Russell Stover, for example, makes sugar-free jelly beans for those averse to the sweeter sins. About 35 of those come with approximately 110 calories, according to WebMD. Plus, you’ll be consuming some sucralose, starch, beeswax and carnauba wax, among other ingredients. Photo Credit: aresauburn
    Dove Truffle Egg
  • Dove Truffle Egg

    In just a couple of soft and creamy bites, these egg-shaped truffles provide 10 grams of fat and 150 calories, according to WebMD. Photo Credit: dovechocolate.com
    Almond Joy Egg
  • Almond Joy Egg

    With 8 grams of fat and 140 calories, Almond Joy Eggs might not be the healthiest treat, but they do offer one gram of fiber, according to WebMD. And that single almond offers a tiny bit of omega-3 fatty acids. Photo Credit: vvvracer
    Milky Way Egg
  • Milky Way Egg

    Yet another candy bar turned Easter-themed treat, the Milky Way Egg’s thick center packs nougat and caramel goodness with 6 grams of fat and 19 grams of carbs. At the very least, it contains a gram of protein, however, according to The Daily Plate. Photo Credit: cyclonebill
    Whoppers Robin Eggs
  • Whoppers Robin Eggs

    Eight of these little robin eggs with the classic malt ball center may not contain an absurd amount of fat, but a bit more sugar than some of the other chocolaty treats. One serving gives you 29 grams of sugar and 180 calories. Photo Credit: oskay
    Lindt Chocolate Carrots
  • Lindt Chocolate Carrots

    Perhaps more visually appealing to an actual bunny, Lindt’s chocolate carrots are simply chocolate in the shape of a veggie. Four of the chocolates have 210 calories, according to Newsweek. Photo Credit: PinkMoose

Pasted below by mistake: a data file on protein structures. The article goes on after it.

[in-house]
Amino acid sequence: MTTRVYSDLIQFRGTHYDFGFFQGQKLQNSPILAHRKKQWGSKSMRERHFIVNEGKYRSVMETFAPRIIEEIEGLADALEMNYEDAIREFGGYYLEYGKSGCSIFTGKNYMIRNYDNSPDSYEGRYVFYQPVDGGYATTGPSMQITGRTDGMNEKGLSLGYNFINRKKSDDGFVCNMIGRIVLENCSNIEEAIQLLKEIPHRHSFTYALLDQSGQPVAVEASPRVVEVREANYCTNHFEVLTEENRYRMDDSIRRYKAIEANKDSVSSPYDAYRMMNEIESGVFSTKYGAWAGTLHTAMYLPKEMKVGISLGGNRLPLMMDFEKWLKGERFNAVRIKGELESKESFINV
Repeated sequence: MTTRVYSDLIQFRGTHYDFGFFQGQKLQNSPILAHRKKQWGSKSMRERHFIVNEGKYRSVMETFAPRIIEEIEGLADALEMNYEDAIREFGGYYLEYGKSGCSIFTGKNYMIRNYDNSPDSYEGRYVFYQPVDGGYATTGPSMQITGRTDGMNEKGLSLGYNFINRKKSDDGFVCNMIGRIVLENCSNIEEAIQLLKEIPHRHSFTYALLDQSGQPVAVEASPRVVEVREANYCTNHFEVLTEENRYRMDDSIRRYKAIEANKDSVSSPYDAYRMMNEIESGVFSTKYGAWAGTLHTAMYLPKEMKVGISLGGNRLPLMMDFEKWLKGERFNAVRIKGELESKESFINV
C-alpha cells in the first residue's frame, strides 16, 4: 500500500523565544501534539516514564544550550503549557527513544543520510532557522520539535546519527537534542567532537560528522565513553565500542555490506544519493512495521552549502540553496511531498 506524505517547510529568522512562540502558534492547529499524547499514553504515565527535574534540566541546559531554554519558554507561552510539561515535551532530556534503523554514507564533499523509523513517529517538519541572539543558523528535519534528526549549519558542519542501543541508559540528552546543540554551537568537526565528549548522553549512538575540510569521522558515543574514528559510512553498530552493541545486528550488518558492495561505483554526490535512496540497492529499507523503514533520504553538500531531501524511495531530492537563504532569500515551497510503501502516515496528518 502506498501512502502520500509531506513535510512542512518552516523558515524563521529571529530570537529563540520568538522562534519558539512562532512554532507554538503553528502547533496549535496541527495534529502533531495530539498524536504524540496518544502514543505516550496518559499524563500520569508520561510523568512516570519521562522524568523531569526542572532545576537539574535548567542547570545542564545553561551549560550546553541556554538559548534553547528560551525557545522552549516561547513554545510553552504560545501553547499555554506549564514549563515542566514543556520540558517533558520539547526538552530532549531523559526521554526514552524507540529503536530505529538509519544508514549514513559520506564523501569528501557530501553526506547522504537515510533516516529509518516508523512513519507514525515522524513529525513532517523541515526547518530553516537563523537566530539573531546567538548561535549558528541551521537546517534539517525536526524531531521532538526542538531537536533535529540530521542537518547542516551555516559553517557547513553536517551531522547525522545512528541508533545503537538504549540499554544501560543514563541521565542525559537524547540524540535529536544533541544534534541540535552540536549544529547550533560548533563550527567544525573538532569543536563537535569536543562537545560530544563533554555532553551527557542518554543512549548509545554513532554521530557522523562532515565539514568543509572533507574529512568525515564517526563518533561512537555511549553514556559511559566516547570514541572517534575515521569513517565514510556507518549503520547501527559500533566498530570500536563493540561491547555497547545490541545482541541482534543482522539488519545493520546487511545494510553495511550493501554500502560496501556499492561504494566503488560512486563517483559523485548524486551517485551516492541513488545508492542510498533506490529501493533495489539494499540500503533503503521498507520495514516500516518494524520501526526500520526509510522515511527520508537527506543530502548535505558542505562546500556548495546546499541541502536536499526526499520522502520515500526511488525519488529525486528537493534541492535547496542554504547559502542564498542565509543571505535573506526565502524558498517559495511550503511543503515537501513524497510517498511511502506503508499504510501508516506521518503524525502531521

Elmer's Toasted Marshmallow Egg
  • Elmer's Toasted Marshmallow Egg

    There isn’t too much fat in an Elmer’s Toasted Marshmallow Egg, about 2.5 grams, but the treat for marshmallow lovers does pack 14 grams of sugar, according to WebMD. Those who have trouble limiting themselves to just one bite might prefer one serving of these over an entire pack of Peeps. Photo Credit: QuotableKidney
    Hard-Boiled Egg
  • Hard-Boiled Egg

    On its list of Easter basket treats, WebMD includes the simple protein-packed egg. But to get some kids to eat them hard-boiled, you may need to dye them until the egg white under the shell changes colors. Each egg has about 6 grams of protein, plus vitamins and minerals, WebMD notes. Photo Credit: EraPhernalia Vintage
    More Fun Alternatives
  • More Fun Alternatives

    There are healthy – and fun - alternatives to the fatty, sugary and chemical-laden Easter treats. Natural fruit snacks and sugar-free gum, for instance, could suffice, or if your kid has a taste for dark chocolate, that treat doesn’t contain as much fat as milk chocolate. Plus, putting toys in an Easter basket might not be a bad idea either. In addition to saving your kid’s teeth, you’ll be giving them something that can last much longer than any candy. Photo Credit: sweetfixNYC
    Beyond Candy
  • Beyond Candy

    Still concerned about your kids’ sugar consumption?  Don’t forget about those favorite sugary cereals. Check out MainStreet’s story on 10 Seriously Sugary Cereals. Photo Credit: trekkyandy
    Join us on Facebook
  • Join us on Facebook

    Join the MainStreet team and other readers on our lively Facebook page! Discuss our newest stories and get links to breaking content, automatically. Click here to add us. Photo Credit: lawtonchiles
Show Comments